Starting in January 2019, pet stores in California will only be able to sell puppies, kittens and rabbits that come from rescues and shelters, and not from for-profit businesses.
The state’s action to ban the sale of pets purchased by pet stores wholesale from commercial breeders and so-called “puppy mills” is a landmark moment. Although a number of California cities and counties already have similar measures in place, California is the country’s first entire state to limit store sales of commercially bred pets. The bill A.B. 485 was passed on Oct. 13, 2017, and calls for a $500 fine to be levied against store owners who sell small animals produced by either breeding “mills” or backyard breeders. It does not, however, prevent individuals from purchasing pets directly from breeders.
“Because pet stores are one step removed from the breeding of the animals they sell, store owners rarely know the breeding conditions of their animals,” report a California Legislative Assembly fact sheet. “In many cases, puppy mills house animals in overcrowded and unsanitary conditions without adequate food, water, socialization or veterinary care.”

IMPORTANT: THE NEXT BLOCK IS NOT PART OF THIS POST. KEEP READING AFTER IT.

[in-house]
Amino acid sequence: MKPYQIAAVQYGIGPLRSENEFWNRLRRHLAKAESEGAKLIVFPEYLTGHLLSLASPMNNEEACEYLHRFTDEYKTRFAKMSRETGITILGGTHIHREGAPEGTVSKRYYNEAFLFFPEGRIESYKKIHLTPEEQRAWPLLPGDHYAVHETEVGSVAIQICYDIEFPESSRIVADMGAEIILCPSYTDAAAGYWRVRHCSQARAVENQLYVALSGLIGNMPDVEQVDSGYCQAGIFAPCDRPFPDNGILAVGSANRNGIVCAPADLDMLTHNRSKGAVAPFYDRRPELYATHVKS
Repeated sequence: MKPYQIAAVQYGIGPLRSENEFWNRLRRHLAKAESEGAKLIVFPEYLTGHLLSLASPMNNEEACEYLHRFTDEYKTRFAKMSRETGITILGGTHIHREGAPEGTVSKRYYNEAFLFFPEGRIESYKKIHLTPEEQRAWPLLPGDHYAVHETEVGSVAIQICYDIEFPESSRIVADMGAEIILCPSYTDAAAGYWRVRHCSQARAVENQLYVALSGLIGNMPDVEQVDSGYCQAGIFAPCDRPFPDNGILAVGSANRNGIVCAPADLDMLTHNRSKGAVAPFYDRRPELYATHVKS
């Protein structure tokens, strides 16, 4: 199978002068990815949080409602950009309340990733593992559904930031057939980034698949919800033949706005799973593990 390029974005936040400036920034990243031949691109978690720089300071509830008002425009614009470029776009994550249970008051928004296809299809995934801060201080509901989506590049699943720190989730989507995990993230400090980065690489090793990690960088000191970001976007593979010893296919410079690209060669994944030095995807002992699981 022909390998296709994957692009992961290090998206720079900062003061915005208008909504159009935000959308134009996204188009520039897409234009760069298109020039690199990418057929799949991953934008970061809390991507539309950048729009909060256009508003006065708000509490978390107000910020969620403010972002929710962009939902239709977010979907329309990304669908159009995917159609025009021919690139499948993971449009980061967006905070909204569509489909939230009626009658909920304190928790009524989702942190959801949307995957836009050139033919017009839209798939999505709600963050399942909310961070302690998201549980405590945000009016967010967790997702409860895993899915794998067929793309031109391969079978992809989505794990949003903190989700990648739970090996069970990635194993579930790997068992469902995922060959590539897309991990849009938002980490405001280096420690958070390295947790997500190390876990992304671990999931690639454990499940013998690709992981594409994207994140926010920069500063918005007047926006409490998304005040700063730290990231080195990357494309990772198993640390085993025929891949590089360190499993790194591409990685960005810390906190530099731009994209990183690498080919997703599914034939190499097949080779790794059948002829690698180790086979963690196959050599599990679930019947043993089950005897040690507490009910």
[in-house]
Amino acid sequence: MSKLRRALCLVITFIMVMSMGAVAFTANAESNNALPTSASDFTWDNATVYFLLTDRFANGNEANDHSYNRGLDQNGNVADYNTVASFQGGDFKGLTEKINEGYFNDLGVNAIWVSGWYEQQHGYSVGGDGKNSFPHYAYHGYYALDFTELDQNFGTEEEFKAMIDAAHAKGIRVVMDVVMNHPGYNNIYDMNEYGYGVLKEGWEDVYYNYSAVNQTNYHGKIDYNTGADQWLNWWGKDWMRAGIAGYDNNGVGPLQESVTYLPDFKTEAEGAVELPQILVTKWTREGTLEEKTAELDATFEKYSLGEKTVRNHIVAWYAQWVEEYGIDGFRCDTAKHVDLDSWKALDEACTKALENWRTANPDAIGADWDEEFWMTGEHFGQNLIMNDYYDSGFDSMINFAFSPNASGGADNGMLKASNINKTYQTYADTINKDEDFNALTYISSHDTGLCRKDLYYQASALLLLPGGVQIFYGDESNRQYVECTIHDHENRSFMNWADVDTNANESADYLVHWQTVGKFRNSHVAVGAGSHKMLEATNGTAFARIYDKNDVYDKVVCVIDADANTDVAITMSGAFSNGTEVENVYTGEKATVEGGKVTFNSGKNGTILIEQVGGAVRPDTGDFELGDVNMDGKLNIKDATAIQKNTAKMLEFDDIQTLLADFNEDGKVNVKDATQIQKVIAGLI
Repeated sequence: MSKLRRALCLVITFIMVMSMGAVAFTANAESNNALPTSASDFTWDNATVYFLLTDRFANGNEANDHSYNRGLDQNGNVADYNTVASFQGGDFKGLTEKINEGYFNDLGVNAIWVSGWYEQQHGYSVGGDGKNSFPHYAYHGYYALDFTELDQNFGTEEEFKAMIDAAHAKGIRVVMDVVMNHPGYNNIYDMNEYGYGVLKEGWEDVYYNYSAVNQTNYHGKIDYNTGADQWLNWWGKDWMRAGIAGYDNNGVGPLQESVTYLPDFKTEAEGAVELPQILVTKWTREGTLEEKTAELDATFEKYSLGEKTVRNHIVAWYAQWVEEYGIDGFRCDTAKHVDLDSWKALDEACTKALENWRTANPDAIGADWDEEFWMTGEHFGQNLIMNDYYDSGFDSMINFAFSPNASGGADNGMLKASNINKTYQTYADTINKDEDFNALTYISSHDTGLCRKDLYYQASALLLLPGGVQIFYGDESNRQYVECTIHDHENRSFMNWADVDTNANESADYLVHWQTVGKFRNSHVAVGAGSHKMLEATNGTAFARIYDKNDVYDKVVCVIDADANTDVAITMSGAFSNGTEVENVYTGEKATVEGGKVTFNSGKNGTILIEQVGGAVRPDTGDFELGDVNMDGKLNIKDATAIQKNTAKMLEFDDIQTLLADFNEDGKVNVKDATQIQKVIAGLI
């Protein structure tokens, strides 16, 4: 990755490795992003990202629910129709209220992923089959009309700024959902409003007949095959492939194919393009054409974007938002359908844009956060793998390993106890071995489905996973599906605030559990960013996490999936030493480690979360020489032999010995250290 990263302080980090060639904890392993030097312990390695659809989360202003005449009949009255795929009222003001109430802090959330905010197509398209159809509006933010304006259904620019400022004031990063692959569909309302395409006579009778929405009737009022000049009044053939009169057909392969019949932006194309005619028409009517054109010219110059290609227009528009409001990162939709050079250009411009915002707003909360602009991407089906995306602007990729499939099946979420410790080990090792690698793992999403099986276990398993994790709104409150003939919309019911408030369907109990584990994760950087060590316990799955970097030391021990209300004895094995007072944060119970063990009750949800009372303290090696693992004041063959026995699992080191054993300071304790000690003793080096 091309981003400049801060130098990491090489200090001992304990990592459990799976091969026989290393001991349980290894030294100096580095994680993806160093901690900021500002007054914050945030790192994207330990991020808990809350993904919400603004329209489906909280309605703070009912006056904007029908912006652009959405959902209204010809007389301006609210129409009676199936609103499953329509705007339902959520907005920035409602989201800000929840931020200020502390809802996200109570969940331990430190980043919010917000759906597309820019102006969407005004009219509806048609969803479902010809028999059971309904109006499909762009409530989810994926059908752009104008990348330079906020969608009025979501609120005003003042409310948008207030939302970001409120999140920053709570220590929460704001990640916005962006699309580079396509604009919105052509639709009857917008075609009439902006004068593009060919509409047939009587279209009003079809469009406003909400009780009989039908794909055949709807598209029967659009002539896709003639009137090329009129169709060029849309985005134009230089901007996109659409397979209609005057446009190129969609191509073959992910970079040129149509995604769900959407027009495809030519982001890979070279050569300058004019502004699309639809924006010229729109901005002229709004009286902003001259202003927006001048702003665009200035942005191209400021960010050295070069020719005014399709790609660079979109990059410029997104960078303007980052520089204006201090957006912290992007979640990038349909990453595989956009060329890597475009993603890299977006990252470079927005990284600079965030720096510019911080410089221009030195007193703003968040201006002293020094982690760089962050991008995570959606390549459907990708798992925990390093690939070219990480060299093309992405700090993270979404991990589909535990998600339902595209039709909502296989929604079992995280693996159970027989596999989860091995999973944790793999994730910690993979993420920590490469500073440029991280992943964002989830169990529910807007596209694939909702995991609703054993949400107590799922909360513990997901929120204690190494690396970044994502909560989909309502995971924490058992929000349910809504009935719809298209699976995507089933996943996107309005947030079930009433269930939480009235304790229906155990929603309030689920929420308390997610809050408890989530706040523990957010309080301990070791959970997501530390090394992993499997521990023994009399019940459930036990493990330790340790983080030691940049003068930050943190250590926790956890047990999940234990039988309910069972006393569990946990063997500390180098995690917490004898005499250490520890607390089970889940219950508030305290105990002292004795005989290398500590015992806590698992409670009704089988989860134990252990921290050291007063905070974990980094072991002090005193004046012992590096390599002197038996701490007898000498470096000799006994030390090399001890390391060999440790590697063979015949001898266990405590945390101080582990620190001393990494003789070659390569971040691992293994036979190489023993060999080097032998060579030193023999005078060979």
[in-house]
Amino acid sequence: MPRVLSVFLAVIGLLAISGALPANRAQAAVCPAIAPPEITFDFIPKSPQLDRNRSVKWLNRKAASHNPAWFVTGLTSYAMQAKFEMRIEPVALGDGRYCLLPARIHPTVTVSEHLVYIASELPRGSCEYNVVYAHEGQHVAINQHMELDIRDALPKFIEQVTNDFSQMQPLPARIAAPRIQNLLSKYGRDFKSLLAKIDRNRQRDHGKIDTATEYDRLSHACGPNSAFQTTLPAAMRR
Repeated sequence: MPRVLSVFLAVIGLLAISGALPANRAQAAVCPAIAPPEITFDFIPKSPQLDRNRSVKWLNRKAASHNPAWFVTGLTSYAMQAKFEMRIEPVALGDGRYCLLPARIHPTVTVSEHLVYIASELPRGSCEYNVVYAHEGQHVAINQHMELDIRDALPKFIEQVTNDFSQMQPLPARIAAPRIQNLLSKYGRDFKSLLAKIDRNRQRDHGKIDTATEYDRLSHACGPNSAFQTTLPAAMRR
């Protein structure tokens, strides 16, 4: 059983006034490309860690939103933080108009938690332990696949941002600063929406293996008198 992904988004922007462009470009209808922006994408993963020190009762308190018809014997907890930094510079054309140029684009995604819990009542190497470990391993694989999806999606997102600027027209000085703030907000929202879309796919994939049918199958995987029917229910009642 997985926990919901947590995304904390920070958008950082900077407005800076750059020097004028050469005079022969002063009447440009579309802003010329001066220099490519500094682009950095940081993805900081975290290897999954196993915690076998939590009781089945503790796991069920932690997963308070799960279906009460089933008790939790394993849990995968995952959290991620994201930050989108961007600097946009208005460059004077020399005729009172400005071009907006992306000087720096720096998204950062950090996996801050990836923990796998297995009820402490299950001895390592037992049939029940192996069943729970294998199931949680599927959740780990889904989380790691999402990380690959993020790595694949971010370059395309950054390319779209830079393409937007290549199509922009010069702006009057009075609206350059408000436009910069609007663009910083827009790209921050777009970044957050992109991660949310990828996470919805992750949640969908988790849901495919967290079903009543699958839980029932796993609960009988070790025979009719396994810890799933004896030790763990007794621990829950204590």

While animal welfare organizations call the bill a victory and hope that more states follow suit, critics are quick to point to job loss and the impact on the end consumer, as well as a possible uptick in animals sold on the black market.
“It takes the freedom of choice from people who want to get a puppy. They don’t want to get someone else’s unwanted dog or something of that nature,” Ben Ashel, who owns a pet store outside Los Angeles, told The New York Times. “They just want to start fresh with a puppy, and this law makes it very, very difficult.”